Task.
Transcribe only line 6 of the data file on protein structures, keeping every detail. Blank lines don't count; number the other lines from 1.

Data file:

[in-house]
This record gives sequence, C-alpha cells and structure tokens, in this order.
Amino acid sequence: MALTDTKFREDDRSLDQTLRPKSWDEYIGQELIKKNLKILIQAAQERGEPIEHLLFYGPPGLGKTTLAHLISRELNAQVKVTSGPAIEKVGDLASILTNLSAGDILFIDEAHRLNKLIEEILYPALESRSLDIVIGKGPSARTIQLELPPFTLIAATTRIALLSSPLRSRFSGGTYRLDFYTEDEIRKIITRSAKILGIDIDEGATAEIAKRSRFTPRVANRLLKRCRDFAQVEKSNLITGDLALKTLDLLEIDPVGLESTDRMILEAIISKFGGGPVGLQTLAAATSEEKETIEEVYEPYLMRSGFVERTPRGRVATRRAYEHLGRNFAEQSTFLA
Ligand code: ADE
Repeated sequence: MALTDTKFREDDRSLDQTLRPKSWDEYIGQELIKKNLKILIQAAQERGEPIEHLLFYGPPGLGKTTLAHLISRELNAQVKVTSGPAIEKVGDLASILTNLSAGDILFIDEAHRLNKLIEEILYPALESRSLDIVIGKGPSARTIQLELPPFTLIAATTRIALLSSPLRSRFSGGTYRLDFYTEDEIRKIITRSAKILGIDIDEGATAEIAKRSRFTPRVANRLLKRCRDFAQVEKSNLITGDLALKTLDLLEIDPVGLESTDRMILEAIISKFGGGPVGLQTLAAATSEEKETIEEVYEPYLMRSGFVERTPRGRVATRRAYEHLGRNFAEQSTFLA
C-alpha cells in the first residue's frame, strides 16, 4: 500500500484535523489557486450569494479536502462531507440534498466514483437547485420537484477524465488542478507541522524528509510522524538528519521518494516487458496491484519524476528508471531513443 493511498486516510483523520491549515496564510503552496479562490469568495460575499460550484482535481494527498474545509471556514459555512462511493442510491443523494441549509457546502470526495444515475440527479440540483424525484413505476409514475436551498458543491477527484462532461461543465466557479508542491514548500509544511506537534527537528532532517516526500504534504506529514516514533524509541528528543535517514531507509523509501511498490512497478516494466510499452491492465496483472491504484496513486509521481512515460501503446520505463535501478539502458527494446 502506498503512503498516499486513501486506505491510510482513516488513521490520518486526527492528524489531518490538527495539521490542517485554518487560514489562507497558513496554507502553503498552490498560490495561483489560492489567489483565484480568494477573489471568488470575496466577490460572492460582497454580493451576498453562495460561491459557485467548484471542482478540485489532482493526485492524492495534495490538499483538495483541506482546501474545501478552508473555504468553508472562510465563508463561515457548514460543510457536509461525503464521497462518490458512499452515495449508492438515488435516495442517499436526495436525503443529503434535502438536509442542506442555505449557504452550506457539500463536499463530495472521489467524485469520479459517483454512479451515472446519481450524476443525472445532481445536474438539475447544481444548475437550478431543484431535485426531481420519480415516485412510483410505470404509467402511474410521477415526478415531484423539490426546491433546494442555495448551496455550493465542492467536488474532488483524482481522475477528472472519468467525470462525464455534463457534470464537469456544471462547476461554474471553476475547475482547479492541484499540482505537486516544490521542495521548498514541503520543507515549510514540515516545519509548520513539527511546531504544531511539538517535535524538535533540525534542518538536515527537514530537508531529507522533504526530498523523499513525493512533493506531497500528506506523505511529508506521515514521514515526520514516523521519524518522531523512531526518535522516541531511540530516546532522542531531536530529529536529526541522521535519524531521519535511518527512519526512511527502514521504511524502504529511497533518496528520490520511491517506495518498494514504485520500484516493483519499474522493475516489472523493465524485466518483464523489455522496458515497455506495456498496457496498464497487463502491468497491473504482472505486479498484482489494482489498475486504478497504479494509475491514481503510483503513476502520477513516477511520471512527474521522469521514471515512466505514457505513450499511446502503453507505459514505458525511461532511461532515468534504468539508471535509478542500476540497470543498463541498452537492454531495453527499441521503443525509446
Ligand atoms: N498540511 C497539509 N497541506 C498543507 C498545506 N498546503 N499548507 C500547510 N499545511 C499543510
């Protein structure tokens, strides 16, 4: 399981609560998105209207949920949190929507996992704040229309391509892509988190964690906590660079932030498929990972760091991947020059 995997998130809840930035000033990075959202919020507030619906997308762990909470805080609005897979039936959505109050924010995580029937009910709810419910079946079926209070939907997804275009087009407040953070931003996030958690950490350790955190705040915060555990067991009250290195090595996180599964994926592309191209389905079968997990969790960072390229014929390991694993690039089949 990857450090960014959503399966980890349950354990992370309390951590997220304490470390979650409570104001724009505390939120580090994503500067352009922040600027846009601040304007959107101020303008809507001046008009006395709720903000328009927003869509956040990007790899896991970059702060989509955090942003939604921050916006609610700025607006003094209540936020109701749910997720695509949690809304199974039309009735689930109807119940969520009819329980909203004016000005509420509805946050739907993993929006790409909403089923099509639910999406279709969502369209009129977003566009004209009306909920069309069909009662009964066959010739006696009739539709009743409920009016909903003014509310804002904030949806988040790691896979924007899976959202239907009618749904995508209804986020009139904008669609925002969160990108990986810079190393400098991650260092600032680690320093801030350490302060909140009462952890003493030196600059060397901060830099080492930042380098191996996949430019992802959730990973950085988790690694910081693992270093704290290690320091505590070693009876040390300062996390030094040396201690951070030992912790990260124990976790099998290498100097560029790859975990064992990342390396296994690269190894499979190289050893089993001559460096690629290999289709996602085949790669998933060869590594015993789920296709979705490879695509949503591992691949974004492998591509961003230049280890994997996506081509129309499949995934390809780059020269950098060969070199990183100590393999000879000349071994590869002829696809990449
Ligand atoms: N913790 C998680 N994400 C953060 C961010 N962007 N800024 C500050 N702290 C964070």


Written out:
C-alpha cells in the first residue's frame, strides 16, 4: 500500500484535523489557486450569494479536502462531507440534498466514483437547485420537484477524465488542478507541522524528509510522524538528519521518494516487458496491484519524476528508471531513443 493511498486516510483523520491549515496564510503552496479562490469568495460575499460550484482535481494527498474545509471556514459555512462511493442510491443523494441549509457546502470526495444515475440527479440540483424525484413505476409514475436551498458543491477527484462532461461543465466557479508542491514548500509544511506537534527537528532532517516526500504534504506529514516514533524509541528528543535517514531507509523509501511498490512497478516494466510499452491492465496483472491504484496513486509521481512515460501503446520505463535501478539502458527494446 502506498503512503498516499486513501486506505491510510482513516488513521490520518486526527492528524489531518490538527495539521490542517485554518487560514489562507497558513496554507502553503498552490498560490495561483489560492489567489483565484480568494477573489471568488470575496466577490460572492460582497454580493451576498453562495460561491459557485467548484471542482478540485489532482493526485492524492495534495490538499483538495483541506482546501474545501478552508473555504468553508472562510465563508463561515457548514460543510457536509461525503464521497462518490458512499452515495449508492438515488435516495442517499436526495436525503443529503434535502438536509442542506442555505449557504452550506457539500463536499463530495472521489467524485469520479459517483454512479451515472446519481450524476443525472445532481445536474438539475447544481444548475437550478431543484431535485426531481420519480415516485412510483410505470404509467402511474410521477415526478415531484423539490426546491433546494442555495448551496455550493465542492467536488474532488483524482481522475477528472472519468467525470462525464455534463457534470464537469456544471462547476461554474471553476475547475482547479492541484499540482505537486516544490521542495521548498514541503520543507515549510514540515516545519509548520513539527511546531504544531511539538517535535524538535533540525534542518538536515527537514530537508531529507522533504526530498523523499513525493512533493506531497500528506506523505511529508506521515514521514515526520514516523521519524518522531523512531526518535522516541531511540530516546532522542531531536530529529536529526541522521535519524531521519535511518527512519526512511527502514521504511524502504529511497533518496528520490520511491517506495518498494514504485520500484516493483519499474522493475516489472523493465524485466518483464523489455522496458515497455506495456498496457496498464497487463502491468497491473504482472505486479498484482489494482489498475486504478497504479494509475491514481503510483503513476502520477513516477511520471512527474521522469521514471515512466505514457505513450499511446502503453507505459514505458525511461532511461532515468534504468539508471535509478542500476540497470543498463541498452537492454531495453527499441521503443525509446